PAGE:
Natural History also records anecdotes that Pliny collected from colleagues, some of which Pliny did not completely believe himself. Critics suggest that many of these stories were included because they had been told to Pliny by high-ranking officials or because Pliny did not have evidence enough to oppose phenomena in which he did not believe. Some commentators argue that although Pliny included accounts of fantastic tales, it is to his credit that he evaluated them and sometimes questioned them in his writing.
In his preface to Natural History, Pliny states that it is not intended for the general reader and was designed for utility, not entertainment. The first printed edition appeared in 1469; since then, editions vary widely in what is omitted and how the Latin is translated. Prior to 1895, scholars examined Natural History primarily to identify and examine Pliny's sources. In 1896, a book by Eugenie Sellers prompted commentators to explore other aspects of Pliny's encyclopedia. Munzer's Quellenkritik in 1897 studied Natural History not only for sources but also for methods, comparing Pliny to Cato and other predecessors. Interpretations of Pliny became broader and more focused on meaning and on the effects of the work on later writers. Most critiques still focused on Pliny's sources, however, and at the turn of the century there was a flurry of Pliny-related publications which explored questions of Pliny's reliance on previous encyclopedias and Greek writings.
Critics in the twentieth century have challenged Pliny's medical remedies and descriptions of scientific procedures, but scholars continue to be interested in Pliny's sources. Critic Grundy Steiner (1955) wrote that Pliny was a "compiler" of secondary sources rather than an original thinker. The 1980s saw a revival of scholarly interest in Pliny. Andrew Wallace-Hadrill (1990) called Pliny the primary source of Roman cultural history, and Pliny continues to be cited in numerous books on both Greek and Roman art. Commentators generally agree that Natural History is a valuable anthropological source.
SOURCE: Harold L. Axtell, "Some Human Traits of the Scholar Pliny," in Classical Journal, Vol. 22, No. 2, November, 1926, pp. 104-13.
[In the following essay, Axtell attempts to illuminate the passages in Pliny's writings that offer insight to his personality, calling Pliny earnest, skeptical, and conceited.]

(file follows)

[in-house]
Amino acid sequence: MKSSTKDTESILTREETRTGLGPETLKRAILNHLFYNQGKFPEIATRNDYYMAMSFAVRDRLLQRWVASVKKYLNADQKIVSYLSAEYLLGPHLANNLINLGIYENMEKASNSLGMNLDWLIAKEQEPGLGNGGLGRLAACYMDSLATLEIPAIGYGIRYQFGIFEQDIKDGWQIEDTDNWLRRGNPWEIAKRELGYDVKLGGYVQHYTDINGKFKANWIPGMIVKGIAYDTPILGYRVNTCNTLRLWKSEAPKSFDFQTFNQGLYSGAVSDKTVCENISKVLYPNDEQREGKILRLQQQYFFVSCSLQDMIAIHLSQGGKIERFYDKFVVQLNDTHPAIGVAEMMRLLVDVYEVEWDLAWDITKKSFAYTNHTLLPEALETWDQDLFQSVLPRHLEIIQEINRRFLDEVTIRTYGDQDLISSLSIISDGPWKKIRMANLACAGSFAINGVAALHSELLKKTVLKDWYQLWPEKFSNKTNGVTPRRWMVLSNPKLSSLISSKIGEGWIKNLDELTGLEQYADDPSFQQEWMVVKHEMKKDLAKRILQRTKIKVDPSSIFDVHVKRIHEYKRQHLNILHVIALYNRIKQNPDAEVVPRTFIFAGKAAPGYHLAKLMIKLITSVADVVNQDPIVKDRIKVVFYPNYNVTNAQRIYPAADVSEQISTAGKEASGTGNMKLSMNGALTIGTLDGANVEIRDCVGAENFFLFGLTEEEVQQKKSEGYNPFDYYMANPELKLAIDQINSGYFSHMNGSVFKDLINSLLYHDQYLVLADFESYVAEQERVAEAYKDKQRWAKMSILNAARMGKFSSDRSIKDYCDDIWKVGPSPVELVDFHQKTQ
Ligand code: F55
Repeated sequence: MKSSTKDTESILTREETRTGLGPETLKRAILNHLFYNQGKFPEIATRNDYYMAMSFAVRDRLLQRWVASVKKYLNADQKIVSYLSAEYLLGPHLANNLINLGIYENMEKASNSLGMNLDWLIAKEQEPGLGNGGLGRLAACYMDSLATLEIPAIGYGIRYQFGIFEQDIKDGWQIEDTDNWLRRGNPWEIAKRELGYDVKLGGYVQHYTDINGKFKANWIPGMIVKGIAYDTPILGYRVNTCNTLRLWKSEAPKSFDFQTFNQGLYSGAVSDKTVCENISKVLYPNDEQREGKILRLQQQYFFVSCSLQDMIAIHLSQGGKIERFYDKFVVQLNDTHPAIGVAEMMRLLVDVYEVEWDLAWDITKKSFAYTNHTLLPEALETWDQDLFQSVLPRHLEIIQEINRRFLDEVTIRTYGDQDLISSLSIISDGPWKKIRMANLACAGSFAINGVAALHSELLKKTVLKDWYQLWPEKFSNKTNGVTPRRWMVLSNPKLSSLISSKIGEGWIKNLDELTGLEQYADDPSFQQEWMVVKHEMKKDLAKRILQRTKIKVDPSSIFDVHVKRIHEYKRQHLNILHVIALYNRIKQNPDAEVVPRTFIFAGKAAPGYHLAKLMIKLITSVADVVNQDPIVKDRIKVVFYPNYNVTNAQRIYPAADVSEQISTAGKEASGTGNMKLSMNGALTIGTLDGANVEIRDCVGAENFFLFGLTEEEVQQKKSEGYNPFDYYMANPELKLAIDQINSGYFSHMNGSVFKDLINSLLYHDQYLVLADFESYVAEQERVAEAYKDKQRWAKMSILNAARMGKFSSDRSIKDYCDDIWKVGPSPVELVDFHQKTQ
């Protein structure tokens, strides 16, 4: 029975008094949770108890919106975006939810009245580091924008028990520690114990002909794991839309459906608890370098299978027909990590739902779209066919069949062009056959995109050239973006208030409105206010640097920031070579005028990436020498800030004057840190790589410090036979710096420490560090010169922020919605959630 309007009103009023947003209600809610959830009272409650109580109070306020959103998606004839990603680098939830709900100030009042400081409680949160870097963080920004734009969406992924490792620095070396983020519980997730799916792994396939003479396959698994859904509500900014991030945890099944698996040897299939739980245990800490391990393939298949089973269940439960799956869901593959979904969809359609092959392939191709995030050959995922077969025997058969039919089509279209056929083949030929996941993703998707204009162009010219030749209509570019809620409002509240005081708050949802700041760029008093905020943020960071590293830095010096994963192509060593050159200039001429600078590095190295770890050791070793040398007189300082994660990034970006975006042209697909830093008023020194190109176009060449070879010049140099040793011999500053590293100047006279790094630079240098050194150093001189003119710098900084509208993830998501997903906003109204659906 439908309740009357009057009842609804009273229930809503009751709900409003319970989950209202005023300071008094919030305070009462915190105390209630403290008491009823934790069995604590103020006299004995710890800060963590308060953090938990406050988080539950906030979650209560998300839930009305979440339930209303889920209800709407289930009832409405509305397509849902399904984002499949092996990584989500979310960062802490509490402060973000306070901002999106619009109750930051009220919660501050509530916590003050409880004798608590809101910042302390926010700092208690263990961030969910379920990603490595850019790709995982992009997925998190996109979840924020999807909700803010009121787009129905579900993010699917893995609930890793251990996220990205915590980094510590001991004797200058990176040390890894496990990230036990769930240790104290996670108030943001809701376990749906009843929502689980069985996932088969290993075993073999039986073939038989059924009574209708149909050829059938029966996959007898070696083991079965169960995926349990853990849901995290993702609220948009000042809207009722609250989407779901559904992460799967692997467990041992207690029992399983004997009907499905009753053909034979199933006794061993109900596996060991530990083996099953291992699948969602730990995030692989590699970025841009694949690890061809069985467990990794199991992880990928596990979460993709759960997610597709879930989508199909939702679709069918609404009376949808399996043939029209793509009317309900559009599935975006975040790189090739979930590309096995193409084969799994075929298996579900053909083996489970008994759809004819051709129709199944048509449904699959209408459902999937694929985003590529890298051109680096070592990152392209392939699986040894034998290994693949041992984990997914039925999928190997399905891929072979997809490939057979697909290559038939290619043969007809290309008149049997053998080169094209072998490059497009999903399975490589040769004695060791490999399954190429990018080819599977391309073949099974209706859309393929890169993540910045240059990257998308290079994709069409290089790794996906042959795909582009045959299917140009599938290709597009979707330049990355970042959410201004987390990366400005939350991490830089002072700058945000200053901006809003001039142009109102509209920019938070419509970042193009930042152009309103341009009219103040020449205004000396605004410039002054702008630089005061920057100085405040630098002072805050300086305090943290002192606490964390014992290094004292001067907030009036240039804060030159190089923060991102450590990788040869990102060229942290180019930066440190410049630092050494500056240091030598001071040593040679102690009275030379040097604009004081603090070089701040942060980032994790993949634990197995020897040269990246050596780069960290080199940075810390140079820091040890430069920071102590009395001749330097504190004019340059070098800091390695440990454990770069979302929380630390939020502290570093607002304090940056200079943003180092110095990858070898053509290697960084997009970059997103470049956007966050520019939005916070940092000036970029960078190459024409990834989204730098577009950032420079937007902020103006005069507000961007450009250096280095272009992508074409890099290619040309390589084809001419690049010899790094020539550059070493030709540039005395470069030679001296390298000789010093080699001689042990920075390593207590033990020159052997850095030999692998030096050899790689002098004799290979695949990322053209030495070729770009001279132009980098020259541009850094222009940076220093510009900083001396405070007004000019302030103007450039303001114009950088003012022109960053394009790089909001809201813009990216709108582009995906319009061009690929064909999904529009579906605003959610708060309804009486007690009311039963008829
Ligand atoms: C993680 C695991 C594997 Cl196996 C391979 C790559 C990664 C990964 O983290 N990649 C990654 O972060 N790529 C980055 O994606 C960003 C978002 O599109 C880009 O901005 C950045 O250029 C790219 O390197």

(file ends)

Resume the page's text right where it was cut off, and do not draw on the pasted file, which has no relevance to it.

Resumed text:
Sad is the present fate of Gaius Plinius Secundus. After all his tireless efforts to acquaint mankind with the wonders of the world, ungrateful posterity in the twentieth century, even the lovers of the veteres, has all but forgotten him. Nobody cares to contribute a volume on "Pliny and His Influence," or to annotate his work, or even to constitute a reliable text for it. No university offers a course in it and no classical reading circle includes it in its program. Except as an old worked-over mine to dig in at odd times for the extraction of curious information with which to complete the treatment of some special topic, the Naturalis Historia is not glanced at. And after students take a look at the man himself through the eyes of his nephew, they do not look again, despite the old scholar's heroism revealed at the eruption of Vesuvius. Pliny to us is no longer a man, but a dust-covered tome.
The causes of this oblivion are not far to seek, of course. The portrait of this paragon of learning, this forerunner of the modern clipping bureau, whose motto seems to have...
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SOURCE: H. N. Wethered, "Of Magic and Religion," in The Mind of the Ancient World: A Consideration of Pliny's Natural History, Longmans Green and Co., 1937, pp. 156-72.
[In the following excerpt, Wethered uses extensive quotes from Natural History to highlight Pliny's contempt for what he considered superstition and to examine his beliefs regarding the "philosophical aspect of religion."]
Pliny was no atheist. He believed in a power that dealt justly with evil-doers, and followed Aristotle in visualising Nature as a spirit of divine energy operating in the world—natura naturans, a principle of Nature creating nature. Therefore the history, which he undertook, in his estimation expressed the highest achievement open to the human understanding. Pliny's beliefs as a Stoic led him not so much to explain how creation came about as to describe the results attained. There was also the strong ethical position of Stoicism which impelled him to speak of God as a Principle, since he regarded it as an admission of man's weakness to assign to Him a form or image. He sums up his creed in these words: "Whoever He be and in what part soever resident, is all sense, all sight, all hearing, all life, all soul, all within Himself."